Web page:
Monthly Archives: December, 2013

BOOL RTE (continued)

Picking up where I left off regarding run-time sub-systems, there are a few more to mention. In a stripped-down version of BOOL, these sub-systems could be stubbed out, but proxy agents would still have to represent them. All the sub-systems discussed in these two articles are required to be present, but not all are required to be functional.

Obviously, non-functional sub-systems still accept Messages and respond appropriately, if only to signal their lack 0f function. No application can fail due to lack of a sub-system’s presence, but any application may be unable to continue due to lack of a specific resource.

This means applications must be aware of the potential for a sub-system to return a “no can do” response.

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Message Arity

There is another long-standing knotty BOOL issue that I’ve recently resolved. It has to do with the arity of functions. The original syntax of BOOL assumes the compiler knows how many arguments go along with any given Message. There is always at least one argument, the target object of the Message.

The problem is that how many other objects are involved depends on the the Message. For example, an add: Message has its target and one other object (as do nearly all math, relational and logical operators). But some Messages, sqrt: for example, only have their target.

The compiler needs to know this to build the Message properly!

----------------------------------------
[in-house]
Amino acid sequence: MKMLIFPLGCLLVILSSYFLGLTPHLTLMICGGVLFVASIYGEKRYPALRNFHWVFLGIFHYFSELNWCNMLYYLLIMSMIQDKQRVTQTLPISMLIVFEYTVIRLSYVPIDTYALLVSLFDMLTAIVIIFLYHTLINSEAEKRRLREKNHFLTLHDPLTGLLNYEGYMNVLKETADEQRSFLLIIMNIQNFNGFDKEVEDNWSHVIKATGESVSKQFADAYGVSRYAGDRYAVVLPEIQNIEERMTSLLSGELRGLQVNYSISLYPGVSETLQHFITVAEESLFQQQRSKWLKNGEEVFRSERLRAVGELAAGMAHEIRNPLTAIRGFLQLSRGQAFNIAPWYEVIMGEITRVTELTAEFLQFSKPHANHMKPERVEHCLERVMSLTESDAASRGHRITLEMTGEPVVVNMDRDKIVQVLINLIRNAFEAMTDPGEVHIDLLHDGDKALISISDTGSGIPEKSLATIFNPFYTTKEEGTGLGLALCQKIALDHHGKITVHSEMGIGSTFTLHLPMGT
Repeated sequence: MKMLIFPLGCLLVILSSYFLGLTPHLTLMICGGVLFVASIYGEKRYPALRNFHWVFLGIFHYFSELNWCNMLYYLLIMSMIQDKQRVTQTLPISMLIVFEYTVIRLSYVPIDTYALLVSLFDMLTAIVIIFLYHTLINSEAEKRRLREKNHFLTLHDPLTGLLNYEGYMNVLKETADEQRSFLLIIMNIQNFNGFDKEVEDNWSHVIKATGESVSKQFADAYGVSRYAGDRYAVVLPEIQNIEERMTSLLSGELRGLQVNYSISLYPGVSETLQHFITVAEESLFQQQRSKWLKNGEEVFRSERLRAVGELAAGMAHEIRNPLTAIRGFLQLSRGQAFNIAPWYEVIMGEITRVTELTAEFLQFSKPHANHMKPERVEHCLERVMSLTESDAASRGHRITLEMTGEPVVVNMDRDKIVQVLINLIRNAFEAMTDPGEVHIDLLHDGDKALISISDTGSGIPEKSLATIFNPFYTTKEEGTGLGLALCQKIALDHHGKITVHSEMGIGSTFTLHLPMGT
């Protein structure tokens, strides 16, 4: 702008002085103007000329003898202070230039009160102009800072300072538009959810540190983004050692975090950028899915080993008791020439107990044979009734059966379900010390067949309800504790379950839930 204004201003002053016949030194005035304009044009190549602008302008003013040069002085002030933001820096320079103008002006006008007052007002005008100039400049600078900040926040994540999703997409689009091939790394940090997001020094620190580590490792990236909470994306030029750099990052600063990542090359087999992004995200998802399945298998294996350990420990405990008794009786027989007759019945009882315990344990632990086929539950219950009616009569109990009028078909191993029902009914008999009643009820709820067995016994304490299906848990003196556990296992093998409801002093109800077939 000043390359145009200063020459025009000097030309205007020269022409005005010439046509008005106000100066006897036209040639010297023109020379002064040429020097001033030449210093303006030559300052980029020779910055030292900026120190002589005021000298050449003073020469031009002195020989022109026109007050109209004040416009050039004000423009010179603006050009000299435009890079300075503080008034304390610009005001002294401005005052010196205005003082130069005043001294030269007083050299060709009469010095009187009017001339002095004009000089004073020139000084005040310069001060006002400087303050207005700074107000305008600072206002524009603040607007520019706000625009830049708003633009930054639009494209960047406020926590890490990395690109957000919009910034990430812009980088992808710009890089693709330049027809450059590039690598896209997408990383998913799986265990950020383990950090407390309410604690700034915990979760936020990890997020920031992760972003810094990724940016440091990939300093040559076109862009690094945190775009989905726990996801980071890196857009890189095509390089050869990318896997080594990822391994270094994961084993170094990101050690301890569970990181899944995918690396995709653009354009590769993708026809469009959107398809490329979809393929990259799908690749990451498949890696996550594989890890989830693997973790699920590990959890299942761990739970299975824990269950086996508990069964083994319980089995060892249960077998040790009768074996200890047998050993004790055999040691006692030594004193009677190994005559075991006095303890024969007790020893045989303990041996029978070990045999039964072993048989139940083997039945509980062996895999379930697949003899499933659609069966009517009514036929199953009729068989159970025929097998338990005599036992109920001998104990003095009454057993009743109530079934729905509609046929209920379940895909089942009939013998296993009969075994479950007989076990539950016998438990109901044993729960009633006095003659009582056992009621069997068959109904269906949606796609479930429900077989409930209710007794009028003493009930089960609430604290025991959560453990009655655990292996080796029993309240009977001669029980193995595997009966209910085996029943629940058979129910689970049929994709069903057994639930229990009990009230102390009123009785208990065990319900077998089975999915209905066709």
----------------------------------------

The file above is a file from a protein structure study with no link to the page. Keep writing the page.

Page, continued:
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Invoking Actions

Finally, a post not filed under Basics!  I’m in a BOOL development mode (they come and go over the years), so more advanced topics are likely. I’m making what feels like excellent progress. Maybe once this phase completes, I can set down to the business of really documenting BOOL here.  (Assuming the development doesn’t end in frustration and tears and I put the whole mess on the shelf for another few years.)

I’ve been mucking about with my Python implementation trying to work my way through an implementation aspect I’ve never been able to see clearly. It has to do with how BOOL invokes code sub-units. We’re talking about “calling” what are variously called: sub-routines, routines, functions, procedures, methods or sub-programs. At least the term “call” is fairly global; in fact, the generic term for these things is “callable unit.”

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List Syntax

A design goal BOOL had from the beginning is that it should not use block scope delimiters. That is, I wanted neither the C family’s {curly braces}, nor did I want the ALGOL family’s BEGIN and END keywords. But how to indicate scope? If tokens at the ends are forbidden, the items themselves must somehow indicate their scope.

I hadn’t yet heard of Python and its elegant use of whitespace, but that’s the sort of thing I wanted. I came up with something similar, called “dot lists.” (Just not trusting the idea of indentation alone — turns out it’s totally bitchin’!) As it happens, since you can re-define the “dot” character, by changing it to a TAB character, you can have Python’s whitespace indentation!

With a couple extra BOOL-ish wrinkles!!

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